You should. Because five year-olds have an answer for everything:
Parent: “Don’t run with scissors.” Child: “Why?”
Parent: “Because you’ll fall and cut yourself.” Child: “Why?”
Parent: “Don’t chew with your mouth open.” Child: “Why?”
Parent: “Because it is impolite.” Child: “Why?”
With a new prospect, you’re likely to hear the same fundamental response when you ask for an appointment: “Why?” “Why?” “Why?”
So, you should have plenty of reasons when you call to ask for that appointment.
Why: “Because our organization is not interested in just making sales… we prefer to make customers. Please review this (site, brochure) about how we do business around here with renewals in mind.”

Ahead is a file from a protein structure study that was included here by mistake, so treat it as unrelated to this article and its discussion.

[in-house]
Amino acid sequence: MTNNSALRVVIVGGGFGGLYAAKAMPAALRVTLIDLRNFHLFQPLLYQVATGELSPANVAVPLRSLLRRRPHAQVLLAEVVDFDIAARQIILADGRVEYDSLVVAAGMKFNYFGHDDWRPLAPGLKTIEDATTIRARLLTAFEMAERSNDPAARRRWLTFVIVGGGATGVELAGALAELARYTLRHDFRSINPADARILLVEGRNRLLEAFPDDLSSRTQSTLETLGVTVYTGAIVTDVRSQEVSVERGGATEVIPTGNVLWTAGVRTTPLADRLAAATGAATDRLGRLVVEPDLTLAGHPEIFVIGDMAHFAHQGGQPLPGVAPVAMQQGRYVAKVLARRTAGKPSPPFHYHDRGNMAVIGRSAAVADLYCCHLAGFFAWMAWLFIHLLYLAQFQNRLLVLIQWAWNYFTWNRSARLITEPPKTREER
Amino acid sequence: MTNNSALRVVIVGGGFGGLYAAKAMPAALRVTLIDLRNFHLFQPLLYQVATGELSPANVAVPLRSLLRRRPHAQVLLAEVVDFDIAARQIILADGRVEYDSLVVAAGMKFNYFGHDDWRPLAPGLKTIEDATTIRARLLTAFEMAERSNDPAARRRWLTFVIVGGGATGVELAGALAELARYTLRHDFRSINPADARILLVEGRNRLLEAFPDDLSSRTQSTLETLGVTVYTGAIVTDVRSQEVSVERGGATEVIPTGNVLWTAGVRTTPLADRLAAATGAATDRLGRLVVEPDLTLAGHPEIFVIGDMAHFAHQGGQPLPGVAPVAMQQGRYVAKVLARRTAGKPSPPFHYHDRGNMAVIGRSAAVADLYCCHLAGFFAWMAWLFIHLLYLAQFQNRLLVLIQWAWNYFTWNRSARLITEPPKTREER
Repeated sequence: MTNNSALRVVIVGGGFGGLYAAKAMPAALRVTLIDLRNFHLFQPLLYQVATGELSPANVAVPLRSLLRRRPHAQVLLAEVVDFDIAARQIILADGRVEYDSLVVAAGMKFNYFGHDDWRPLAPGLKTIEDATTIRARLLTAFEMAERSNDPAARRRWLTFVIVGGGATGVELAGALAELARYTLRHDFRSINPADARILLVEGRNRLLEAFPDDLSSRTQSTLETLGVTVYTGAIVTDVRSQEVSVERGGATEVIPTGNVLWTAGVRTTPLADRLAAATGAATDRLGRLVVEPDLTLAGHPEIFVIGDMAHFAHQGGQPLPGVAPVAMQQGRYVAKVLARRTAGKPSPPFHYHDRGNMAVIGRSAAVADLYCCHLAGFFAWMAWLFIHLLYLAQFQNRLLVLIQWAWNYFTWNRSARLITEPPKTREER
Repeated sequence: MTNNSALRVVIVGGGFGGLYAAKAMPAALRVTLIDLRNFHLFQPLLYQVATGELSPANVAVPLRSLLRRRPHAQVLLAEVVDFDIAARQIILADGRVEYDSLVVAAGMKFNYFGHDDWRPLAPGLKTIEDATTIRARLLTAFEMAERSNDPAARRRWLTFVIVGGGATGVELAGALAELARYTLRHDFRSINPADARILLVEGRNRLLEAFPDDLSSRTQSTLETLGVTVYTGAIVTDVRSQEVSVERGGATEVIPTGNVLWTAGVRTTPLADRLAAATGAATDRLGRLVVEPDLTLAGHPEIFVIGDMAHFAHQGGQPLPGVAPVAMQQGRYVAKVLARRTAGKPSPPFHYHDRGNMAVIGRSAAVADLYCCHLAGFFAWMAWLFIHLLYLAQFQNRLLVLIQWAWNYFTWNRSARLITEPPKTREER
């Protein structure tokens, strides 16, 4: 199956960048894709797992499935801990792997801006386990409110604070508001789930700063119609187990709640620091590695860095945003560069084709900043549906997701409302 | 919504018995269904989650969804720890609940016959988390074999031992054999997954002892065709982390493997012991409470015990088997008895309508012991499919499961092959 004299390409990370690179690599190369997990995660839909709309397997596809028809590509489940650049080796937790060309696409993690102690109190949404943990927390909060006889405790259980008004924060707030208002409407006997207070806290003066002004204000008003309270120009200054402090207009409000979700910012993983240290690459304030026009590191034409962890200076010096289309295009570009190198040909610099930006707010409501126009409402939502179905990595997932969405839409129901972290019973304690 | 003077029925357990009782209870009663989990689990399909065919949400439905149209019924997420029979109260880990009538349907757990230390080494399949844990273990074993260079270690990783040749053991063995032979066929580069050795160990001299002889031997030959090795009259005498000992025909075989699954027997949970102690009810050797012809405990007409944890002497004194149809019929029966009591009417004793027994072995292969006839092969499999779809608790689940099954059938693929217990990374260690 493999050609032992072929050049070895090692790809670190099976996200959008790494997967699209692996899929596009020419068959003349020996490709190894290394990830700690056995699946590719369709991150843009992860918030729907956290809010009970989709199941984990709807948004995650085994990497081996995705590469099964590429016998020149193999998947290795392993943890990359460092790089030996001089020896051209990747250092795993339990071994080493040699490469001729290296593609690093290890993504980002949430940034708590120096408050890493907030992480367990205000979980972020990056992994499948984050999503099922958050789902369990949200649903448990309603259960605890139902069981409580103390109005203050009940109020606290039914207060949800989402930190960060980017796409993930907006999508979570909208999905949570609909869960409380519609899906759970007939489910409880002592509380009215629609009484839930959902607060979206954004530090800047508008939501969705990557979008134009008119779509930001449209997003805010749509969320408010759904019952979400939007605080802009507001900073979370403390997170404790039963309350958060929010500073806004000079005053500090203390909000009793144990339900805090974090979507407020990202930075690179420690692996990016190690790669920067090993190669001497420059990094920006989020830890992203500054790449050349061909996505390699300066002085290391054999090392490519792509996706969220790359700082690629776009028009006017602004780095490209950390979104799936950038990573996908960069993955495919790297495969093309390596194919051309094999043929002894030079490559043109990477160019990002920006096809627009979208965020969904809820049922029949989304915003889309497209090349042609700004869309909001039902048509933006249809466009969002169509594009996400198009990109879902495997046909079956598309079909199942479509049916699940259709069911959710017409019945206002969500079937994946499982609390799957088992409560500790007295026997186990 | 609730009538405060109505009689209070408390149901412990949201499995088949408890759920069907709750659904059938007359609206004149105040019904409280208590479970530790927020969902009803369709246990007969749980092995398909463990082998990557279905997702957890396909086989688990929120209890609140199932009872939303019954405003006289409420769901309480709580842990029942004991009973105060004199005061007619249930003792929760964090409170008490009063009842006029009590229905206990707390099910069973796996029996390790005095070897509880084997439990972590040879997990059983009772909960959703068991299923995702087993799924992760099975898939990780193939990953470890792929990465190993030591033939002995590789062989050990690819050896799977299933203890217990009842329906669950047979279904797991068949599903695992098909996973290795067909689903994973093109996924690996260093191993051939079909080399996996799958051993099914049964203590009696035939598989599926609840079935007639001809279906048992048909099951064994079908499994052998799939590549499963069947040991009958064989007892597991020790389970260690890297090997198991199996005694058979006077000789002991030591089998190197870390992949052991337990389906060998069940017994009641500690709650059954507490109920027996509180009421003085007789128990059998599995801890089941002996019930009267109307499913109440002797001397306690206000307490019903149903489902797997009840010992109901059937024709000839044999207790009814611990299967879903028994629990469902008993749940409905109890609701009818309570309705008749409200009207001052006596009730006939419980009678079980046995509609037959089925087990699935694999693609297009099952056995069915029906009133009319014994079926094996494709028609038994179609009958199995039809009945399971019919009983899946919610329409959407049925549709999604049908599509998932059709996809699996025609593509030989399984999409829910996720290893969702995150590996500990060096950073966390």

Why: “Because the capabilities of our company, combined with my experience and problem-solving capability, can be a powerful resource to your business. I hope you’ll consider my credentials (found in this LinkedIn profile, personal business resume, etc.)”
Why: “Because I have uncovered some research that might suggest a significant opportunity for your company if we approach it just right.”
Why: “Because I have an idea for you that needs to be shared in person.”
Expect that each time you ask for an appointment, the prospect will ask “Why” at least five or six times. Are you ready with five or six sturdy reasons they would benefit from some face time with you?
Then getting an appointment should be child’s play.
Mike Anderson is VP Consumer Insights and Communication at The Center for Sales Strategy.